NATIONAL BUREAU OF ECONOMIC RESEARCH
NATIONAL BUREAU OF ECONOMIC RESEARCH

International Capital Flows and U.S. Interest Rates

Francis E. Warnock, Veronica Cacdac Warnock

NBER Working Paper No. 12560
Issued in October 2006
NBER Program(s):   IFM   ME

Foreign official purchases of U.S. government bonds have an economically large and statistically significant impact on long-term interest rates. Federal Reserve credibility, as evidenced by dramatic reductions in both long-term inflation expectations and the volatility of long rates, contributed much to the decline of long rates in the 1990s. More recently, however, foreign flows have become important. Controlling for various factors given by a standard macroeconomic model, we estimate that had there been no foreign official flows into U.S. government bonds over the past year, the 10-year Treasury yield would currently be 90 basis points higher. Our results are robust to a number of alternative specifications.

download in pdf format
   (196 K)

email paper

A non-technical summary of this paper is available in the November 2006 NBER digest.  You can sign up to receive the NBER Digest by email.

This paper is available as PDF (196 K) or via email.

Acknowledgments

Machine-readable bibliographic record - MARC, RIS, BibTeX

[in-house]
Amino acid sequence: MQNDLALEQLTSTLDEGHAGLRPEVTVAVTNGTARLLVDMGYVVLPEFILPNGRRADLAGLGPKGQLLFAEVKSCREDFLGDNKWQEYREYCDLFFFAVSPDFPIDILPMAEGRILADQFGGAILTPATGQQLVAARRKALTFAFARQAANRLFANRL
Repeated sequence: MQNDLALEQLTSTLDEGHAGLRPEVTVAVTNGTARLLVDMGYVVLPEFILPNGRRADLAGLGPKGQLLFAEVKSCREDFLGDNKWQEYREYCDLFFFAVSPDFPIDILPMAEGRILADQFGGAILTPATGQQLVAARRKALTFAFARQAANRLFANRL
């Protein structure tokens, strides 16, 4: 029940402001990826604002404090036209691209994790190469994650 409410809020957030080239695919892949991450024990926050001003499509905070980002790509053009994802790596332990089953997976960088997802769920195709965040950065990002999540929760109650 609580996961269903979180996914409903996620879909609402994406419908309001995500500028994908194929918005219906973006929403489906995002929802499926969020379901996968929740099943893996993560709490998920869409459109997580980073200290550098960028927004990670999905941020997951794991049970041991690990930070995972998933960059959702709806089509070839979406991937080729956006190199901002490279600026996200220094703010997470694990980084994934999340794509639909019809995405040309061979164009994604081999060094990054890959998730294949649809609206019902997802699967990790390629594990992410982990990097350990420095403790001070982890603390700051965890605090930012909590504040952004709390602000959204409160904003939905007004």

Document Object Identifier (DOI): 10.3386/w12560

Published: Warnock, Francis E., and Veronica Cacdac Warnock, 2009, International Capital Flows and U.S. Interest Rates, Journal of International Money and Finance 28: 903-919.

Users who downloaded this paper also downloaded these:
van Wincoop and Tille w12856 International Capital Flows
Kaminsky, Reinhart, and Vegh When It Rains, It Pours: Procyclical Capital Flows and Macroeconomic Policies
Gourinchas and Jeanne w13602 Capital Flows to Developing Countries: The Allocation Puzzle
Rodrik and Velasco w7364 Short-Term Capital Flows
Kirabaeva and Razin w15599 Composition of International Capital Flows: A Survey
 
Publications
Activities
Meetings
Data
People
About

Support
National Bureau of Economic Research, 1050 Massachusetts Ave., Cambridge, MA 02138; 617-868-3900; email: info@nber.org

Contact Us